If you think your New Year’s resolution to stop drinking what’s bad for you is impressive, try being one of the 60,000 oceangoing ships. As of January 1, all marine vessels must drastically cut how much sulfur they pump into the air. The new regulation marks one of the first truly global initiatives to clean up planet Earth, and it just might wreak a bit of havoc on the world’s economy along the way.
The rule, officially dubbed MARPOL Annex VI, regulation 14, comes from the International Maritime Organization (IMO), a United Nations agency. Better known as IMO 2020 and agreed to by every nation that plays a serious role in global shipping, it dictates that ships either install pollution-control equipment or use fuel whose sulfur content is no more than 0.5 percent by weight, down from the current 3.5 percent limit.
“This global switch is unprecedented,” says Iain Mowat, an analyst at Wood Mackenzie who forecasts petroleum demand.
Where the Paris Agreement on greenhouse gases prods countries to promise to make changes, IMO 2020 is the rare global standard that everybody’s supposed to follow. And it’s set to have a major impact. By value, more than 70 percent of global trade makes part of its journey by ship. (By volume, it’s over 80 percent.) The world’s armada accounts for 4 percent of global oil demand, which may not seem like a lot if you don’t know that it represents 3.3 million daily barrels of a particularly gnarly oil product.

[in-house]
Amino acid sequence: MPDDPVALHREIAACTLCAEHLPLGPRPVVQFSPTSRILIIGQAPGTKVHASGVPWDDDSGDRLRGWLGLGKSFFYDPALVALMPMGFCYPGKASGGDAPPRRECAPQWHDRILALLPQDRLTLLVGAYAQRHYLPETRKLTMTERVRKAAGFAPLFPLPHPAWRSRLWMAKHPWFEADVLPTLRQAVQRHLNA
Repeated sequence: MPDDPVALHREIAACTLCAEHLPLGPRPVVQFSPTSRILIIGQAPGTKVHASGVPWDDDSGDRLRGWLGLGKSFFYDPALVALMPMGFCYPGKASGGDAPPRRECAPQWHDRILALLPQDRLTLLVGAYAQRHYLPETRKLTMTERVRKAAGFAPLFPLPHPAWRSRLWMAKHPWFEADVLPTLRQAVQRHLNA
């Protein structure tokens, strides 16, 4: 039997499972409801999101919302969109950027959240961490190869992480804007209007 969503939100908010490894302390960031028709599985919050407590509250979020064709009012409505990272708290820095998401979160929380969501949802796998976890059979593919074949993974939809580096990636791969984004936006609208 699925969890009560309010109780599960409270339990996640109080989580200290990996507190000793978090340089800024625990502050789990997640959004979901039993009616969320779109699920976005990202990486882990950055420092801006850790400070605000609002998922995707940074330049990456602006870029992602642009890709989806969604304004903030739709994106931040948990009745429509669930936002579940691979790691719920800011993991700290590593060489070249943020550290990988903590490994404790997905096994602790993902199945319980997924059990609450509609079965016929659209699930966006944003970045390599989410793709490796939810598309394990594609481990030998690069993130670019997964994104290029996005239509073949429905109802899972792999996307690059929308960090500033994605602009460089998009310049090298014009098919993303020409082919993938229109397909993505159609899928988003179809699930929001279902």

Most ships, especially the big ones that do the heavy hauling, burn what’s called high-sulfur fuel oil, or bunker fuel. Think of the oil that comes out of the ground like a steer: The nicest cuts are carved into filet mignon and ribeyes. The tougher parts become brisket and hamburgers. All the bits nobody would buy on their own are ground and mashed into hot dogs. When crude oil is distilled, the lightest parts to boil off are butane and propane, followed by gasoline. In the middle of the range, you get jet fuel and kerosene. Down at the bottom are the residual fuels—the stuff that sticks around after everything else has boiled off. That’s where you’ll find dark, viscous bunker fuel. The only things below it are carbon black—a common ingredient in tires—and asphalt.
Bunker fuel is also known as high-sulfur fuel oil because it contains up to 3,500 times as much sulfur as the diesel you put in your Volkswagen, according to researchers at Columbia University. And while sulfur’s not a greenhouse gas, it is quite horrible. It triggers acid rain, which contributes to ocean acidification. University of Washington researchers have found that ship exhaust intensifies thunderstorms, so shipping lanes get extra lightning. (That’s right, humans have invented yet another way to piss off Zeus.) Sulfur emissions cause respiratory problems and lung disease in humans, especially those who live near ports. It’s such a problem, the IMO estimates the new sulfur-curtailing rule will prevent more than 570,000 premature deaths in the next five years.
Somewhat remarkably for a United Nations initiative whose enforcement is left to individual nations, analysts predict that more than 90 percent of ships will comply. Shipping is global, but the industry’s decisionmaking power is concentrated among relatively few large shipping companies, oil refiners, and major ports. Those key players have all said they’ll follow the UN’s marching orders.